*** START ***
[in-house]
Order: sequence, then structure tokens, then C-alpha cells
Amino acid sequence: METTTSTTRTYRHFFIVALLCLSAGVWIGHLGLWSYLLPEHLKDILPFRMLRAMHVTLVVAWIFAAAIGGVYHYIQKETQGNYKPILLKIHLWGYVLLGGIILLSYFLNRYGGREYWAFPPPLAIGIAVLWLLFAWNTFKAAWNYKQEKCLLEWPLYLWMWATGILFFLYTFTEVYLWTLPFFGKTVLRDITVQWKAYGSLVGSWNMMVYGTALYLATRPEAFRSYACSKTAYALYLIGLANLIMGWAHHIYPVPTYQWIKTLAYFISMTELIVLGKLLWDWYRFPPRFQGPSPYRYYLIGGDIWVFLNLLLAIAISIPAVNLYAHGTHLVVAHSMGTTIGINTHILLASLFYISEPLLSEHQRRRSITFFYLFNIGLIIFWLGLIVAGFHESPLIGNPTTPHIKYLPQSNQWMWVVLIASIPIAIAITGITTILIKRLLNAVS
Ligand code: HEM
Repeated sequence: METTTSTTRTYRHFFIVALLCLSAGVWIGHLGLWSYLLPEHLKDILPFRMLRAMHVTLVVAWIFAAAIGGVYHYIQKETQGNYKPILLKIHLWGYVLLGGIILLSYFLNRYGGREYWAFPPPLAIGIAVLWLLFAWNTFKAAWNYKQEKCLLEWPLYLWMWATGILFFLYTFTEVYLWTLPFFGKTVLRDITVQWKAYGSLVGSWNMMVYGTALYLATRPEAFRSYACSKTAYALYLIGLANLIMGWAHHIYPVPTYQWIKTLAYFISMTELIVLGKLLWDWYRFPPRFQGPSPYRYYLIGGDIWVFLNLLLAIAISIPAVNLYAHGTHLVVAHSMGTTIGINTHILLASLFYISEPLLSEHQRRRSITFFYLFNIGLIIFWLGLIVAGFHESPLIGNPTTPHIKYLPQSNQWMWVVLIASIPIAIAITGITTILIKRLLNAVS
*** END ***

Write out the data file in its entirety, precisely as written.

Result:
[in-house]
Order: sequence, then structure tokens, then C-alpha cells
Amino acid sequence: METTTSTTRTYRHFFIVALLCLSAGVWIGHLGLWSYLLPEHLKDILPFRMLRAMHVTLVVAWIFAAAIGGVYHYIQKETQGNYKPILLKIHLWGYVLLGGIILLSYFLNRYGGREYWAFPPPLAIGIAVLWLLFAWNTFKAAWNYKQEKCLLEWPLYLWMWATGILFFLYTFTEVYLWTLPFFGKTVLRDITVQWKAYGSLVGSWNMMVYGTALYLATRPEAFRSYACSKTAYALYLIGLANLIMGWAHHIYPVPTYQWIKTLAYFISMTELIVLGKLLWDWYRFPPRFQGPSPYRYYLIGGDIWVFLNLLLAIAISIPAVNLYAHGTHLVVAHSMGTTIGINTHILLASLFYISEPLLSEHQRRRSITFFYLFNIGLIIFWLGLIVAGFHESPLIGNPTTPHIKYLPQSNQWMWVVLIASIPIAIAITGITTILIKRLLNAVS
Ligand code: HEM
Repeated sequence: METTTSTTRTYRHFFIVALLCLSAGVWIGHLGLWSYLLPEHLKDILPFRMLRAMHVTLVVAWIFAAAIGGVYHYIQKETQGNYKPILLKIHLWGYVLLGGIILLSYFLNRYGGREYWAFPPPLAIGIAVLWLLFAWNTFKAAWNYKQEKCLLEWPLYLWMWATGILFFLYTFTEVYLWTLPFFGKTVLRDITVQWKAYGSLVGSWNMMVYGTALYLATRPEAFRSYACSKTAYALYLIGLANLIMGWAHHIYPVPTYQWIKTLAYFISMTELIVLGKLLWDWYRFPPRFQGPSPYRYYLIGGDIWVFLNLLLAIAISIPAVNLYAHGTHLVVAHSMGTTIGINTHILLASLFYISEPLLSEHQRRRSITFFYLFNIGLIIFWLGLIVAGFHESPLIGNPTTPHIKYLPQSNQWMWVVLIASIPIAIAITGITTILIKRLLNAVS